The present invention is based upon my discovery of the cause of the substrate cracking problem in (Hg,Cd)Te epitaxial devices. The cause of the cracking problem was the glass adhesive which was used in the prior art devices as the bonding layer between the first and second substrate. It was determined that the glass adhesive has a temperature conductivity which was too low. As a result, the glass adhesive caused temperature differences between the first and second substrates which were sufficient to cause cracking when the (Hg,Cd)Te devices were cooled to low temperatures.
The solution to the cracking problem has been achieved by the use of silicone rubber adhesive for bonding the epitaxial layer and first substrate to the second substrate. The silicone rubber adhesive has a higher thermal conductivity than the previously used glass adhesive and, therefore, the cracking problem is alleviated.
The FIGURE shows a (Hg,Cd)Te epitaxial device.
A (Hg,Cd)Te epitaxial device as shown in the FIGURE. A (Hg,Cd)Te epitaxial layer has been delineated to form individual devices 10a, 10b, and 10c on substrate 12. First substrate 12 is a crystalline substrate and, in one preferred embodiment, is cadmium telluride. First substrate 12 is bonded to a second substrate 14 by bonding layer 16.
In the prior art, bonding layer 16 was a glass adhesive such as "Glasshesive" produced by Adhesive Engineering Company. In the present invention, adhesive layer 16 is a silicone rubber adhesive such as Dow Corning 3110, 3112, and 3116 RTV silicone rubbers. The silicone rubber bonding layer has a thermal conductivity of ≧ about 5.0 × 10-4 cal gm/cm2 -sec(° C/cm), which is higher than the prior art glass adhesive bonding layer. It has been discovered that the glass adhesive, with its lower thermal conductivity, was the cause of the substrate cracking problem encountered in the prior art (Hg,Cd)Te epitaxial devices.
There were at least three possible causes of the cracking problem in the prior art (Hg,Cd)Te epitaxial devices. These were (1) the glass adhesive used to bond the first substrate to the second substrate, (2) the degree of air abrasion used to delineate individual devices, and (3) the pressure of the thermocompression bonding used to attach leads to the devices. The last two potential causes could potentially introduce microfractures to the device during processing which would subsequently become substantial cracks upon cooling to cryogenic temperatures.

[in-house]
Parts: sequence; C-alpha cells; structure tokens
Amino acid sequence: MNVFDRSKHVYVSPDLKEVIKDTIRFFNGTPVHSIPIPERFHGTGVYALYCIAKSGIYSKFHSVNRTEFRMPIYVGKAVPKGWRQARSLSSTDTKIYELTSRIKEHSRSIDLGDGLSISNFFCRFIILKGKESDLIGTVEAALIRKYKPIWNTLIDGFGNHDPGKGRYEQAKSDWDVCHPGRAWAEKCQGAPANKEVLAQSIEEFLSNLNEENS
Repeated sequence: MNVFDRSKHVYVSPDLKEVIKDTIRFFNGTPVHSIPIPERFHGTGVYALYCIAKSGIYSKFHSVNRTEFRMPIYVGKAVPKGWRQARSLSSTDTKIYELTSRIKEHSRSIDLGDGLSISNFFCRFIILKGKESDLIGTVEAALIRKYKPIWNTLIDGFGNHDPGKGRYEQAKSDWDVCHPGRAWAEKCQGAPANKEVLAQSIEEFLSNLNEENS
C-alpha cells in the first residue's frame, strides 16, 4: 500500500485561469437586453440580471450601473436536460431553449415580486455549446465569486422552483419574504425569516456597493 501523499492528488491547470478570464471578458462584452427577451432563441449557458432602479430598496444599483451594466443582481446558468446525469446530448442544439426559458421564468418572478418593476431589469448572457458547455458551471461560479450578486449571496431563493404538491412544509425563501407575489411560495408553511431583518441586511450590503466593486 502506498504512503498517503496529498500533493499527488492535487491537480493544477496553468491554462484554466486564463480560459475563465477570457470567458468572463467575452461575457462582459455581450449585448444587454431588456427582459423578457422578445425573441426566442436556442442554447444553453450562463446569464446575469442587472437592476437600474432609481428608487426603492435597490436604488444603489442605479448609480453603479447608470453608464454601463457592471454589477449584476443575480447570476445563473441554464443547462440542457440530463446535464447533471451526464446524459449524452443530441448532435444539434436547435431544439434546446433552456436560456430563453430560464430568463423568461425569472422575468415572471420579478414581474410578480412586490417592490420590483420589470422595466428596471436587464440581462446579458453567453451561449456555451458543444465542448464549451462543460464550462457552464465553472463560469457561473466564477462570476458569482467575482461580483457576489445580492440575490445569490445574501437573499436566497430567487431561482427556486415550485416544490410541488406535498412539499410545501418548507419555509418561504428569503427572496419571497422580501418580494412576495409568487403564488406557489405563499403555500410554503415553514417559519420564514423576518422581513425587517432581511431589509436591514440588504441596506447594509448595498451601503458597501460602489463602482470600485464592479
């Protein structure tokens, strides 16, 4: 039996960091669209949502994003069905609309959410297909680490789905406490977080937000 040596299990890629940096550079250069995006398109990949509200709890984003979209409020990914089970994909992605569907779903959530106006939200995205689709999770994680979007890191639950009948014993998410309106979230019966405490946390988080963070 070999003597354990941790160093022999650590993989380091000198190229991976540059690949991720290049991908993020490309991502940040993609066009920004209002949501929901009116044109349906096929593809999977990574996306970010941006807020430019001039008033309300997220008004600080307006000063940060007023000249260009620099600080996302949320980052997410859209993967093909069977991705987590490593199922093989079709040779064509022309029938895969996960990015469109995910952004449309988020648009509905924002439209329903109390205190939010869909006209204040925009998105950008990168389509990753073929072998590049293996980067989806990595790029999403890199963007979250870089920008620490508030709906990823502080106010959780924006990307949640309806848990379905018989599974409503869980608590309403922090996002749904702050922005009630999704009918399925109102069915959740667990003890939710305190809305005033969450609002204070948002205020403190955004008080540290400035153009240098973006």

In order to identify the cause of the cracking problem, controlled experiments were performed with three combinations of the three possible causes. In the first combination, the air abrading depth was 60 microns, the thermocompression bonding pressure was 40 grams, and the adhesive used was a glass adhesive. In the second combination, the air abrading depth was again 50 microns and the bonding pressure was again 40 grams, but the adhesive used was a silicone rubber adhesive. In the third combination, the air abrading depth was 15 microns, the bonding pressure was 5 grams, and the adhesive was once again a silicone rubber adhesive.
Upon cooling to 5° K, only the device having a glass adhesive exhibited cracking. The two devices having silicone rubber adhesive as the bonding layer exhibited no cracking. As a result of these experiments, it was evident that the glass adhesive was the cause of the substrate cracking. Subsequent use of silicone rubber adhesive as the bonding layer has overcome the cracking problem.
In conclusion, the cause of a major problem in the development of (Hg,Cd)Te epitaxial devices has been identified. By the use of silicone rubber adhesive as the bonding layer between the first and second substrates, the cracking problem encountered in the prior art has been overcome.
Although the present invention is described with reference to a series of preferred embodiments, workers skilled in the art will recognize that changes may be made in form and detail without departing from the spirit and scope of the invention. For example, although silicone rubber adhesive is the preferred bonding layer material, other bonding layer materials may also be used provided they have a thermal conductivity ≧ about 5.0 × 10-4 cal gm/cm2 -sec(° C/cm).
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|U.S. Classification||257/184, 257/E31.018, 156/329, 257/468, 257/442, 257/783, 257/E27.143|
|International Classification||H01L31/0296, H01L27/146|
|Cooperative Classification||H01L27/14669, H01L31/02966|
|European Classification||H01L27/146P3, H01L31/0296C|